5.  Get in Bed with a Giant.  This is an approach where you use the solutions provided by one of the major players in the ecommerce industry.  At the moment, there are really only two “giants” to consider – Amazon and eBay, but we can expect all the major social networks – Facebook, Google+. Twitter and Pinterest to have offerings in this area.   The two major examples in this genre:

  • Amazon Webstore

  • ProStores Store (An Ebay Company)

The Upside:   These sites know how to sell, and there may be some advantages to their dominant market position.   If you are selling on Amazon or eBay anyway, this is something you probably want to consider.   There are generally multiple payment options and since these sites are highly “trusted” you may get more sales by associating with them.

The Downside:   Since these services are associated with these giant companies, your branding may become overwhelmed by the larger company.   The solutions are often more “canned” and less flexible than other approaches.

6.  Get Social.   This is an approach where you sell primarily socially – either through an existing social network or through sites that have been specifically set up for this purpose.  This is an emerging genre and we can expect to see more players in this area, including all the major social media companies.  A  few examples in this genre:

  • Etsy  (mostly for art and handcrafted items).

  • Envato (for digital goods)

  • Threadflip (clothing)

  • FriendShopper

  • Vendio Ecommerce (for Facebook stores)

The Upside:  This sites often specialize in niche areas, and come with a built in community of prospective buyers – a big plus for the solopreneur.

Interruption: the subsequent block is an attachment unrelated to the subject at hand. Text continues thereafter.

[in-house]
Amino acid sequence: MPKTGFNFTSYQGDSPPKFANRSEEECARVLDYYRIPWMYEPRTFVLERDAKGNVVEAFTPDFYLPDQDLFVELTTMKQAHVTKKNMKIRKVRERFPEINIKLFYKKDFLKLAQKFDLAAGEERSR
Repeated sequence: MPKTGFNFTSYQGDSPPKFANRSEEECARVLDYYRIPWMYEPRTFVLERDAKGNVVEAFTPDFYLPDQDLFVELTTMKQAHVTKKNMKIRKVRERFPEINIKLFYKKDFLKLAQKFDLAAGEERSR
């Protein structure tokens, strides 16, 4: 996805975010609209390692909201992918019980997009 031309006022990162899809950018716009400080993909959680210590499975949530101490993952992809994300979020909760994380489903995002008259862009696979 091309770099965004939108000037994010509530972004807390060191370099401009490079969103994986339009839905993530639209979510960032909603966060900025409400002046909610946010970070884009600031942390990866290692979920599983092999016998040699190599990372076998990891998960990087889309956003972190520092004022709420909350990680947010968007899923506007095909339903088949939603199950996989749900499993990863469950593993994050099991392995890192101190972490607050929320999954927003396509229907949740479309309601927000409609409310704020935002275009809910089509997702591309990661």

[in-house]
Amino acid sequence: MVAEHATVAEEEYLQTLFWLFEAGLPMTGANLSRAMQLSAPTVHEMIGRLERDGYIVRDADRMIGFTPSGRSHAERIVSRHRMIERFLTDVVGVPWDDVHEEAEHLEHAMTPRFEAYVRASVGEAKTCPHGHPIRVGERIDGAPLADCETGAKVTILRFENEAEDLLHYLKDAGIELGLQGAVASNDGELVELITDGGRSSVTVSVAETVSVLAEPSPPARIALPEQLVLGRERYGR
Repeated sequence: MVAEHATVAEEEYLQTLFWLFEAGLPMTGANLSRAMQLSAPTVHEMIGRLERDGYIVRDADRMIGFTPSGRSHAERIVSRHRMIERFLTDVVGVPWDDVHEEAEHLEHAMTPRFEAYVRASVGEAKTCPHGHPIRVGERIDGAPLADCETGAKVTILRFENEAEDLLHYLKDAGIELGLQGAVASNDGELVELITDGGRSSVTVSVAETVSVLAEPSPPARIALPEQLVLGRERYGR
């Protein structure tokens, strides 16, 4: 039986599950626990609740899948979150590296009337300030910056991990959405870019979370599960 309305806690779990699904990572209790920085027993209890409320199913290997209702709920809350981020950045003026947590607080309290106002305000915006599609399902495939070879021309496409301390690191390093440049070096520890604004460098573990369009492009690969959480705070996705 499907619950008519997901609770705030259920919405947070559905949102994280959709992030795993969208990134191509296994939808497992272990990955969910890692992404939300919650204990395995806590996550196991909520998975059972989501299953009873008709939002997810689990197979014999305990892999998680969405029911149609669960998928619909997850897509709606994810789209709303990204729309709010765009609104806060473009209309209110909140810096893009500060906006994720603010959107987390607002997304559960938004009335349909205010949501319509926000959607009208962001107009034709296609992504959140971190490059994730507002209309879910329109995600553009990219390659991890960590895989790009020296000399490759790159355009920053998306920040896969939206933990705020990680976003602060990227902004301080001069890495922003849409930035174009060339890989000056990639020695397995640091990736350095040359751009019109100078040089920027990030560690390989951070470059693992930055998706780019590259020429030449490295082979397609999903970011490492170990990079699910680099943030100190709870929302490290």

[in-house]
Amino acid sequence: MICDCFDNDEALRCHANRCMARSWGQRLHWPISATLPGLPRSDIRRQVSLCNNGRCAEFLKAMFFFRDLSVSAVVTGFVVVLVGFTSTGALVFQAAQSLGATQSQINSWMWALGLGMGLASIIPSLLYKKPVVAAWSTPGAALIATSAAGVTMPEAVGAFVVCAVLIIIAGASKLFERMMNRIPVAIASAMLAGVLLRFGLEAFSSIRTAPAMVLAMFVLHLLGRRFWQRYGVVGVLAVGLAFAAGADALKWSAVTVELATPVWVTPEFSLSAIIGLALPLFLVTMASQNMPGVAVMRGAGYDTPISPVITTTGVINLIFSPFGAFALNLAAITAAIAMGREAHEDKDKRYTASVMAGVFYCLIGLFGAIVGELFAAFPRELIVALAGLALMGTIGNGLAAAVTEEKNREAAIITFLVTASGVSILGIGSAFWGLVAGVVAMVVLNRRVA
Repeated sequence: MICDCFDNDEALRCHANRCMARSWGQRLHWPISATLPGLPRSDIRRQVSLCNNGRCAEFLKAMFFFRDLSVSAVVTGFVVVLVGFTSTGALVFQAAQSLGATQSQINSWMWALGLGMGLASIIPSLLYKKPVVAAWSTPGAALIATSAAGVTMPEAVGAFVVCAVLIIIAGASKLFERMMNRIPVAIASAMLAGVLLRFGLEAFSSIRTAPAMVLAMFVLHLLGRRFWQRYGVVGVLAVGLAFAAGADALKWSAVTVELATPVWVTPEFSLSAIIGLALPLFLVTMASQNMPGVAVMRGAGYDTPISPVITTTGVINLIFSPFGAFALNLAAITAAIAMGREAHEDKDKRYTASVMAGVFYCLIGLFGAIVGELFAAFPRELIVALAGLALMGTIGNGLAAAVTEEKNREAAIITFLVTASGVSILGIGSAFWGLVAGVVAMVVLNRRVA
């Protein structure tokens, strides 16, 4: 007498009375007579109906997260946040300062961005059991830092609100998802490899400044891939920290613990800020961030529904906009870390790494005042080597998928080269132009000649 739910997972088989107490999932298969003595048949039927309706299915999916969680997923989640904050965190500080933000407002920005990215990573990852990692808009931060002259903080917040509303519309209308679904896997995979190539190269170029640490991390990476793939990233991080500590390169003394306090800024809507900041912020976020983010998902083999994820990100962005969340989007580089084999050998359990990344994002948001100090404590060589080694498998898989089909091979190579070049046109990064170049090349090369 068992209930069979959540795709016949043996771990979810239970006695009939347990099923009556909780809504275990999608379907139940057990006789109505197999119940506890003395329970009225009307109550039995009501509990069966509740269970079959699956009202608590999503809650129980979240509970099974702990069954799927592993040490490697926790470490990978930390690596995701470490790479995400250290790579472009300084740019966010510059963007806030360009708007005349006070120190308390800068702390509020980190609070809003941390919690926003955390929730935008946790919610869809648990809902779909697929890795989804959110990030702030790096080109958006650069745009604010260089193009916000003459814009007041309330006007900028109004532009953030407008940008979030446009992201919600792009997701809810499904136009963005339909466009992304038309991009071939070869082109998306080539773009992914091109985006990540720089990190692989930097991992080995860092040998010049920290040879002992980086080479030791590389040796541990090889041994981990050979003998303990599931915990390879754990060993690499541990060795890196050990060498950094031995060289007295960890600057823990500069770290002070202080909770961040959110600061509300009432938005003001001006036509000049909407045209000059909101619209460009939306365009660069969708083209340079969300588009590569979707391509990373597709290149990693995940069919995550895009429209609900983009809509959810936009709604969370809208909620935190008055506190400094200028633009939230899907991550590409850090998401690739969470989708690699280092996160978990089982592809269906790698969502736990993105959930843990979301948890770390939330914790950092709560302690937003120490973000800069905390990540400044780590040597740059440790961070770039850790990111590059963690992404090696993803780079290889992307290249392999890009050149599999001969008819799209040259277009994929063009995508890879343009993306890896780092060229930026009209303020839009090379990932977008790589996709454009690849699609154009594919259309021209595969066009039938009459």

The Downside:  As with hosted services, the growth path is uncertain and you may find yourself needing to do a migration at some point – which can be even more difficult since you may have active buyers and prospects in the community.  Also, since the genre is new, no one really know what will happen.  New players will almost certainly emerge, and there may be a shakeup with some of the existing companies.

7,  Go Mobile.    More and more people are buying off their mobile devices – smart phones and tablet computers.   While this genre overlaps somewhat with the others, it is worth considering in its own right.   A few examples in this genre:

  • Square

  • Venda

  • Shopgate

The Upside:  This, along with social commerce, is likely to be “the wave of the future”.  Most ecommerce providers will be designing support into their platforms if they haven’t already

The Downside:   Many new and smaller players that may not provide support for more traditional methods.   Some “trendy features” may not stand the test of time, and not all products are ideal for being sold on mobile devices.

***

At best, a report like this can just scratch the surface on an industry as broad and multidimensional as ecommerce.   For all intents and purposes, you can expect just about every Internet technology company to try to get a “piece of the action” this, for the simple reason that it is “where the money is”.   Most players in this industry will be integrating different approaches so it shouldn’t be to difficult to find the provider that is best for you.

For most solopreneurs, however, the best solution will likely be to use one of the hosted platforms.  These will allow you to get up and selling almost immediately, which you can’t do with either open source, content management or commercial software.

Regardless of ths solution you select, do your homework.   Select the approach you think works best for you and write up some specifications for your needs before you even look at the prices and feature sets of the different systems.   Avoid any services  require you to pay a percentage of your sales and “free trials” are all but useless.  Even with hosted platforms, there will be some effort in setting this up so you want to select the system that best matches your needs.

 One more thing – don’t delay.  If you have products to sell, you can be making money sooner than you think.

About the Author. Introduction. Rob is the founder and owner of one of the largest business communities on Google Plus.  You can find his information on his G+ profile. Because he interfaces with over 25,000 small business owners he has a unique knowlege of that market. He also is the founder of http://world-startups.com/